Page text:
Hanford is the most toxic site in the United States. Why is the cleanup plan destined for failure?
In 2017, the Hanford Waste Management Site, Washington, was suddenly evacuated. A radioactive waste storage tunnel, built in 1965, had collapsed and the fallout was unknown. Hanford holds the waste from most of the US’s weapons-grade plutonium, about 56 million gallons of radioactive sludge in decrepit tanks. Fortunately, the tunnel only housed old, contaminated railroad cars and no radiation was released into the atmosphere, but its collapse was a terrifying demonstration of the potential danger. If the next accident involves one of the old, leaking tanks, the Hanford fallout zone won’t be so lucky.
Production at the Hanford Site stopped in 1989 but since then it has been called “an underground Chernobyl waiting to happen.” The 2017 accident begs the question: why has cleanup barely begun? In Part 1, we explored the secret suffering at Hanford and why reports of pollution and unsafe working conditions have been dismissed by the contracted company and the government. In Part 2, we are investigating why cleanup has barely begun at Hanford, whether efforts have worked and at what cost, and why a total cleanup may never be feasible.
What are the cleanup plans?
A tunnel very similar to this holding radioactive materials collapsed in 2017.
So far only 7.5 million gallons of waste have been relocated from leaky tanks to new ones and some groundwater has been treated. It’s good, but it’s still a temporary fix. However, materials at Hanford can have a half-life of up to 24,100 years. Tanks and other infrastructure were built decades ago with improper materials, like wooden support beams in the collapsed tunnel, and are now accidents waiting to happen. Hanford needs a solution that will last longer than fifty years.
Hanford’s long-term plan is the Waste Treatment Plant. It would turn liquid waste, the most dangerous waste at Hanford, into solid bars that would be buried at an undetermined site. A plant like this has never been developed and Hanford is touted as an innovator in environmental remediation. The plant’s start date has continuously been pushed back, most recently from 2019 to 2036.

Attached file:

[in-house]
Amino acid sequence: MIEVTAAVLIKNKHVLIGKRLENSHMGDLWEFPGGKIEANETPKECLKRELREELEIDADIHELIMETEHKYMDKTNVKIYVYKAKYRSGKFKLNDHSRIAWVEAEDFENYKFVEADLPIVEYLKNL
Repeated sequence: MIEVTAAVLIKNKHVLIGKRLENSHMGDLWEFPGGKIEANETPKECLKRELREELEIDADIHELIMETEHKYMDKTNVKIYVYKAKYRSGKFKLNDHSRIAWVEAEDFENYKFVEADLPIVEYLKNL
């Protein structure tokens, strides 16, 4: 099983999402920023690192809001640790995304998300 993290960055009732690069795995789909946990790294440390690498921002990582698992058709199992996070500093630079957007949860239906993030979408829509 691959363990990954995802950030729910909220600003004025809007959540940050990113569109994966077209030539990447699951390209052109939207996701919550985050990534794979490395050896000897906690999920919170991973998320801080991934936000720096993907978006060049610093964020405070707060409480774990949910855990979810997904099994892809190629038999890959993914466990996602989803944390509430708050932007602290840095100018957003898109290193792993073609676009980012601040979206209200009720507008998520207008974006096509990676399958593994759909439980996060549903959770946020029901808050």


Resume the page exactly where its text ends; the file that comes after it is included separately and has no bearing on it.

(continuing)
Will it work?
The current design has flaws that make it dangerous and ineffective; an internal report that an employee whistleblower gave to the Hanford Challenge identified 362 vulnerabilities. The technology would have to work perfectly for 40 straight years because it would be too dangerous for anyone to go into the facility and make repairs. Pumping and agitating radioactive materials increases the risk of an explosion that would release radioactive material into the atmosphere. Construction will cost $20 billion, while operational costs could reach an additional $60 billion USD. The plant is expensive and, by a Hanford employee’s own admissions, puts both workers and the local communities at an even greater risk.
Despite these problems, the Waste Treatment Plant is hailed as “the most sophisticated garbage disposal on earth” and is the largest environmental remediation plan in the world. If this seems impractical and ineffective that’s because nuclear weapons were produced with no regard for their long-term effects. When the waste was produced, no treatment plan was considered.
Turning to activists…
Waste is one of the most insidious ways that nuclear weapons disregard the environment and the health of future generations because cleanup is left until years later, when the damage seems to have already been done and forgotten. The affected workers and communities around the world have been the fiercest advocates for proper cleanup, justice, and care. Through their efforts, the UN Treaty on the Prohibition of Nuclear Weapons, adopted in 2017, contains specific clauses that establish a global standard and national obligations for environmental remediation and victim assistance. And the TPNW confronts nuclear waste where it begins: the creation and continued acceptance of nuclear weapons.
It’s baffling that anyone would create more waste, nonetheless we know that nuclear armed states are expanding and updating their arsenals in massive modernization programs. The United States alone is slated to spend $1.7 trillion on modernization in the next 30 years. If we have no solution for the past’s pollution, there is little reason to believe the next nuclear weapons won’t have the same devastating effects. Sharing today’s stories challenges the nuclear status quo and will help to protect the future.